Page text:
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A Senior Living Resource Blog from The Goodman Group

Senior Self Care Activities to Add to Your Daily Routine

Posted by The Goodman Group on January 12, 2022

Senior Self Care

“Self care” may bring to mind visions of lavish spa days or expensive trips to the mall. While these are avenues to show yourself love and care, there are other less time consuming (and less pricey) options out there. In fact, self care is best achieved through creating a regular, repeatable, daily routine. Things as simple as brushing your teeth, making your bed, or even changing your clothes are all forms of self care. 

Many seniors have spent the majority of their lives looking after other people, so learning how to prioritize their own needs can be new and at times, challenging. We put together a list of five accessible activities that you can start incorporating into your routine today to help foster better self care. 

1. SPENDING TIME IN NATURE

A 2019 UK study found that spending two or more hours a week outside in nature granted a positive boost to a person’s overall health and well-being. Nature’s Scientific Report examined 20,000 people’s contact with the natural world and found that those who spent time exploring green spaces from the week prior reported feeling more healthy than those who didn’t. 

Considering how much time most people spend indoors, it’s notable to dig a bit deeper. The study found that individuals who didn’t spend time outside reported more feelings of dissatisfaction and poor health. The findings were reversed for those who had spent time outdoors – which goes to show that spending time in nature is a brilliant and free form of self care to add into your daily routine. 

All it takes is 20-30 minutes in nature a day to maintain overall positive health and well-being. Try watching the sunrise, reading a book, eating a meal or exercising to get your daily allotment of nature’s healthy goodness.

2. EXERCISING AND MOVING YOUR BODY

Speaking of exercise, it's no secret that moving your body is extremely beneficial – especially as an older adult. By adding thirty minutes of movement, five times a week, into your schedule you may begin to notice these benefits:

  • Improved strength to help you stay independent
  • Improved balance to help prevent falls
  • Disease prevention, such as heart disease, diabetes, or osteoporosis
  • Improved mood
  • Improved cognitive function 

Remember, exercise is exercise – no matter what physical activity you choose. Be it practicing yoga, going for a walk, or even doing household chores, as long as you move your body for thirty consistent minutes, you are achieving great things.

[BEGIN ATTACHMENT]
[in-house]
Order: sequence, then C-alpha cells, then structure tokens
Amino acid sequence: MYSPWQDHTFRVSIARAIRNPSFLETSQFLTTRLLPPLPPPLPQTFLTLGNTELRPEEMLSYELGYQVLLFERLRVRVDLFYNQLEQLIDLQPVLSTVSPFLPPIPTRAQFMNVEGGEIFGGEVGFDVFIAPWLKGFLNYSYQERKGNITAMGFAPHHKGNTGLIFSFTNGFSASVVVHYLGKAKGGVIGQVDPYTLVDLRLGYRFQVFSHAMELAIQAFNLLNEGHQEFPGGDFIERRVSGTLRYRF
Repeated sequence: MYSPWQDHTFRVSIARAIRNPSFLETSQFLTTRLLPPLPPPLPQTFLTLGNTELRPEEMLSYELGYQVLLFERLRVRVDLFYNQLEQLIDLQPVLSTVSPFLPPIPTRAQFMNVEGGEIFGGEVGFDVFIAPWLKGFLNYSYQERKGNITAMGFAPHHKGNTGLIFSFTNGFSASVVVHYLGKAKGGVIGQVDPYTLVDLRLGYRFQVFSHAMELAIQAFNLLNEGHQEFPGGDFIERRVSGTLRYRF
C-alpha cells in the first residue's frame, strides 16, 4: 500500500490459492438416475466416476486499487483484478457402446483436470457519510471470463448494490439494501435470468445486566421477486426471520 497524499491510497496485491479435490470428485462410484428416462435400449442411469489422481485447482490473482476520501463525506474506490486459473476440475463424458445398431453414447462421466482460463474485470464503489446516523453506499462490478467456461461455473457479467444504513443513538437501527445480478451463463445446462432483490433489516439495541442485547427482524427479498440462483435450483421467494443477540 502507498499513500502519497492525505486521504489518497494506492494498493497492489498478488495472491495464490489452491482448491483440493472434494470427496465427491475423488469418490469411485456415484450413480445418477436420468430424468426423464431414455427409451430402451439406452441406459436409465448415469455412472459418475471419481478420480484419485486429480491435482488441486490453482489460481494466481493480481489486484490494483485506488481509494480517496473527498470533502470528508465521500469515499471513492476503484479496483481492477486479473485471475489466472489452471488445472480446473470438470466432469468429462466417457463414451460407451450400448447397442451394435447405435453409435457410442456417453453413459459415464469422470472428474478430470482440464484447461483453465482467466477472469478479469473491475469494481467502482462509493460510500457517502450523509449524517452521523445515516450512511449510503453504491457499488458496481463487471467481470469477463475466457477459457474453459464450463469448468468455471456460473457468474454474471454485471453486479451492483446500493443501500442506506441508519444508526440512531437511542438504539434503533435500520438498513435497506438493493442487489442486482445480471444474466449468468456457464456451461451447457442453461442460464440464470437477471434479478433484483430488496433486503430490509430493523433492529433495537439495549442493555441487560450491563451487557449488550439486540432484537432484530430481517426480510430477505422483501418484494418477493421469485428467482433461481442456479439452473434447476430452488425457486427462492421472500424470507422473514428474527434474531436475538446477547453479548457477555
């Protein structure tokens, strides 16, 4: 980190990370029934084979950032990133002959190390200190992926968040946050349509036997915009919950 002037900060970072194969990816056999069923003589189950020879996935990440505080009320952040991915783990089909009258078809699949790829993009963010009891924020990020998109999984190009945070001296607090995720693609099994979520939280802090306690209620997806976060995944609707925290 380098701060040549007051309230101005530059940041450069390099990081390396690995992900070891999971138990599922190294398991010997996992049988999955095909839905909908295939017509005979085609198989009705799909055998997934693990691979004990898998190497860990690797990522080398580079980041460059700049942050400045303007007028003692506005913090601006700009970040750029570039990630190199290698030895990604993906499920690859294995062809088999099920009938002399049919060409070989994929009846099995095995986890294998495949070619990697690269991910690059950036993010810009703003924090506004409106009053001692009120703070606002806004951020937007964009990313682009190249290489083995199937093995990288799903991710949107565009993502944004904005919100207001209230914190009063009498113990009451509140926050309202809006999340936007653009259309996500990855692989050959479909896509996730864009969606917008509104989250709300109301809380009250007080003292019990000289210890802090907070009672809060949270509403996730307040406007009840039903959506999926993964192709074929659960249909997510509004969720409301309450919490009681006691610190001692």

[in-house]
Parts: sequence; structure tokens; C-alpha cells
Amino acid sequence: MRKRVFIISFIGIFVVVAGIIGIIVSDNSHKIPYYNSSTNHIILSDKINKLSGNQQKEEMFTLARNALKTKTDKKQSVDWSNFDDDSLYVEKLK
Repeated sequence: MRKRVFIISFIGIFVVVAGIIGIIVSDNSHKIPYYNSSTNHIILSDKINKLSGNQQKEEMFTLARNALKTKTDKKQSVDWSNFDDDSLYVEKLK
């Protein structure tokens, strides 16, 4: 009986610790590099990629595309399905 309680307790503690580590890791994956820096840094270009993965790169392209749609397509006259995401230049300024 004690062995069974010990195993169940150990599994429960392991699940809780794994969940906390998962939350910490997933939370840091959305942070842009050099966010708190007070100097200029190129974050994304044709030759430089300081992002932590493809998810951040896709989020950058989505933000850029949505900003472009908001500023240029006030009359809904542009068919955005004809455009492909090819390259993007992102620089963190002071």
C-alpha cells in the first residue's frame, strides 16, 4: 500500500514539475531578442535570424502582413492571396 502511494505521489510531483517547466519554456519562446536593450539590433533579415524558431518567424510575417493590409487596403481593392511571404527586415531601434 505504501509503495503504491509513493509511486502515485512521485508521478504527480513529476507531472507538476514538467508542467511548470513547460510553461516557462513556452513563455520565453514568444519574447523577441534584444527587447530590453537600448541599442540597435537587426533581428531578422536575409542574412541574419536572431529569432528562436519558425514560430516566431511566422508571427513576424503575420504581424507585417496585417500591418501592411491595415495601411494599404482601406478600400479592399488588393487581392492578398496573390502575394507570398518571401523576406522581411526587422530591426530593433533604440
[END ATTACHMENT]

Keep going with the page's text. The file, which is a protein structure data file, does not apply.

3. KEEPING A GRATITUDE JOURNAL

Gratitude is about feeling and expressing appreciation for all that we’ve received, all that we have, and all that is good in our life. It keeps us present and grounded in day-to-day activities as well as functions as a reminder to shift focus from physical objects to something greater. Research-based reasons for practicing gratitude include: 

  • Facilitates contentment
  • Promotes physical health
  • Enhances sleep
  • Strengthens relationships

To start your gratitude journey, pick out a journal to leave by your bed stand and encourage yourself to write three to five things in it each night before falling asleep. These do not have to be monumental moments, and can be as simple as the following:

  • I am grateful for my health.
  • I am grateful for speaking to a family member or friend today.
  • I am grateful for the sunshine today. 
This practice only takes a few minutes and can help keep your memory sharp and heart full as you recount your day.

4. MEAL PLANNING AND NUTRITION

In order to be outside, exercise, or even recall daily events in a gratitude journal, you need to fuel yourself. Meal planning is an excellent way to make sure you are meeting your necessary nutritional requirements and it takes the stress out of making a last minute meal. Not only that, but meal planning adds structure to your day and helps your self care routine by keeping you fueled and at your best. 

Make a meal plan at the start of each week to help map out what you need to buy from the grocery store and how much time you should allot for cooking certain meals. This allows you to prioritize your favorite meals, meet your nutritional needs, find budget friendly foods while shopping, and ensure that you are keeping a regular cadence of refueling your body. As mentioned earlier, self care does not have to be a big ordeal. It’s as simple as making sure your body is nourished. 

5. SLEEPING AND HAVING A BEDTIME ROUTINE

Sleeping is necessary in order for your cells to regenerate and for your mind to process what it encounters throughout the day. Most healthy adults require seven to nine hours of sleep a night, but this should be adjusted based on how many hours you need to feel fully rested. Setting a night time routine like taking a warm bath, drinking a cup of tea, or reading a book can help calm the mind and relax your muscles before bed. 

Doing relaxing activities before bed expedites the time between getting into bed and actually falling asleep. Once you have figured out how many hours you need to feel your best, try to make sure you get that amount every night. spiritual care

Building a self care routine takes time, so be patient with yourself as you begin to incorporate these new activities. At the end of the day, these activities are simply suggestions to keep you living a happy and healthy life.

Topics: Fitness, Senior Living, Caregivers, Learning



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